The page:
A Case of Mission Drift

It can happen to businesses. It can happen to universities. It can happen to churches. This well-known university has the following mission statement:

“To be plainly instructed and consider well that the main end of your life and studies is to know God and Jesus Christ.”

After its founding in 1636, the university emphasized the building of moral character and placed a strong emphasis on equipping ministers to share the good news of Christ. Every diploma contained the words: “Christo et Ecclesiae Veritas” meaning “Truth for Christ and the Church.

80 years after its founding, a group of New England pastors felt that Harvard had drifted too far from its original mission. They, with the help of a wealthy philanthropist named Elihu Yale, launched a new college. Yale’s motto was “Lux and Veritas,” (truth and light).

Although their reputations for academic excellence are respected world-wide, neither school reflects the intent of their founders today. At the 350 anniversary of the founding of Harvard, Steven Muller, a former president of John Hopkins University shared these profound words: “The bad news is the university has become godless.” A former president of Harvard admitted, “Things divine have been central neither to my professional nor to my personal life.”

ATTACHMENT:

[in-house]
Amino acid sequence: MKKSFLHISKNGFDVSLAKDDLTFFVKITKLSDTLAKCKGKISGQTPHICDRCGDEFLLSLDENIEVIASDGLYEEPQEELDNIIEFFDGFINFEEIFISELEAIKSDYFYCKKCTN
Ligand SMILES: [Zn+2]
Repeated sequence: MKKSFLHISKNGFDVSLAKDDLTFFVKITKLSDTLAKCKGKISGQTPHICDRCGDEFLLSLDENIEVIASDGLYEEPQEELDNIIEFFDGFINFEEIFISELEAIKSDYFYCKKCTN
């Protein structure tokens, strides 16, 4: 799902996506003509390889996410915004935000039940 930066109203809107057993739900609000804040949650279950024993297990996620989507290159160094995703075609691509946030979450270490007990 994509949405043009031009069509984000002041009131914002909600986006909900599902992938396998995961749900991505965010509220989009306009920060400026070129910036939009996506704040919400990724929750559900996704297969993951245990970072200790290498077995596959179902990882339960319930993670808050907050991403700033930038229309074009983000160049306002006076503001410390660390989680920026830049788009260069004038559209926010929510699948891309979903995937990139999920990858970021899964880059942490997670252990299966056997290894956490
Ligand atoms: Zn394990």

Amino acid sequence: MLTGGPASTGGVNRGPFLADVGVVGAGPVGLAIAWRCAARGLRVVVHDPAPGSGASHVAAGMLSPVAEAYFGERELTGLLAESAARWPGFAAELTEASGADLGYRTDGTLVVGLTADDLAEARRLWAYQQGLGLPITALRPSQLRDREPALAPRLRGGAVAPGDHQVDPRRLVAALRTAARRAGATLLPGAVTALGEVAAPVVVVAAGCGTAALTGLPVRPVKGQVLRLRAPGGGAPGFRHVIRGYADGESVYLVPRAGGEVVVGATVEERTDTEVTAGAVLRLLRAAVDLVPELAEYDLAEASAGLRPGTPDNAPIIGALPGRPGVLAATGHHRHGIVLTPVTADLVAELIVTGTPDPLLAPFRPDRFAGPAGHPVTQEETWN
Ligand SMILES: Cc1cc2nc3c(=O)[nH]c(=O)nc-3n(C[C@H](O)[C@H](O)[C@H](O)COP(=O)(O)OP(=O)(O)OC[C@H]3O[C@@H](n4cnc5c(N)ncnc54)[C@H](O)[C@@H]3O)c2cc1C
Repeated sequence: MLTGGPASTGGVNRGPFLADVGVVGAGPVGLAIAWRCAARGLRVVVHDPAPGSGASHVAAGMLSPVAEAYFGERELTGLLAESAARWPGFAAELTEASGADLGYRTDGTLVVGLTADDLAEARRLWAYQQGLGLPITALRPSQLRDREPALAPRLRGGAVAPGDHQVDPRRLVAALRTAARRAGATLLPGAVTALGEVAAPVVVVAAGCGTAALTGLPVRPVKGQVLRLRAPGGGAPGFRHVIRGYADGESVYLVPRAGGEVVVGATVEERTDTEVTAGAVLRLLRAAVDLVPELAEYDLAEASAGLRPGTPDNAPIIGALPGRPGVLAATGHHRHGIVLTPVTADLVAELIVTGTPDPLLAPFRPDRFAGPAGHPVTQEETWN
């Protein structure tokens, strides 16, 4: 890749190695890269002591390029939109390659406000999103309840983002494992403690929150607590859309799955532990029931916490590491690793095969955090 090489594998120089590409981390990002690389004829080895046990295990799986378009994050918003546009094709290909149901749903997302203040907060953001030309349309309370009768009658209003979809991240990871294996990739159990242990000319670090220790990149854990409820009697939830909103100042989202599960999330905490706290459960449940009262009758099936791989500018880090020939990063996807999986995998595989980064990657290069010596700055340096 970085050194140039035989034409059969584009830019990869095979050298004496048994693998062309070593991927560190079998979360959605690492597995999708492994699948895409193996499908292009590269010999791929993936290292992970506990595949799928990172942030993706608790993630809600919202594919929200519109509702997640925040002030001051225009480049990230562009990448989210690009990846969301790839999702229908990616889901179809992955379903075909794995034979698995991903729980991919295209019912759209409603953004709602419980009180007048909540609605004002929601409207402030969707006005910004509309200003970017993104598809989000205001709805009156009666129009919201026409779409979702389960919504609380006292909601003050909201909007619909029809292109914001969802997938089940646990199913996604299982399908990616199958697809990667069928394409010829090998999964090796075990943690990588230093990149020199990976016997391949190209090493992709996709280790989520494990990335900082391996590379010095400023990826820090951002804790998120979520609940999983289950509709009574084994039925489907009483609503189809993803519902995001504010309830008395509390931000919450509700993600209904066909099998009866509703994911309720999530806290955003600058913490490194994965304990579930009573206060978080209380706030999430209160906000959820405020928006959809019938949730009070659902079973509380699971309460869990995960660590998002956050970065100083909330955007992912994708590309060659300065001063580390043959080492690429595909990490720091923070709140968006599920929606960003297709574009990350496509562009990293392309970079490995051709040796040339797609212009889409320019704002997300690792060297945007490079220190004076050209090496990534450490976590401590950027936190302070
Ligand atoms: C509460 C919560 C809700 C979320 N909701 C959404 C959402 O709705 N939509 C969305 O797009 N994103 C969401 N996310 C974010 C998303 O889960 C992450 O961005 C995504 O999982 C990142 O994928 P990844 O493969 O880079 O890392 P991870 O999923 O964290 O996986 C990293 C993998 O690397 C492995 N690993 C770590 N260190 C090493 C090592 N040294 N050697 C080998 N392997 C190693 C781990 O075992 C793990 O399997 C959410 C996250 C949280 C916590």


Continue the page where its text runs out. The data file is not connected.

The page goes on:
Both schools were clear in their goals: Christian formation and academic excellence. They were both victims of mission drift.

This Sunday we celebrate the third great feast of the Christian year: Pentecost. Christmas celebrates the birth of Christ, Easter celebrates the Resurrection of Christ, and Pentecost is all about God’s power blowing life, energy, and mission into the early church.

May God inspire us this Pentecost Sunday to stay true to our mission: to be the Church and step out into the world, carrying the love and light of Christ to everyone!

Peace,

Pastor Cathy

Posted in Weekly.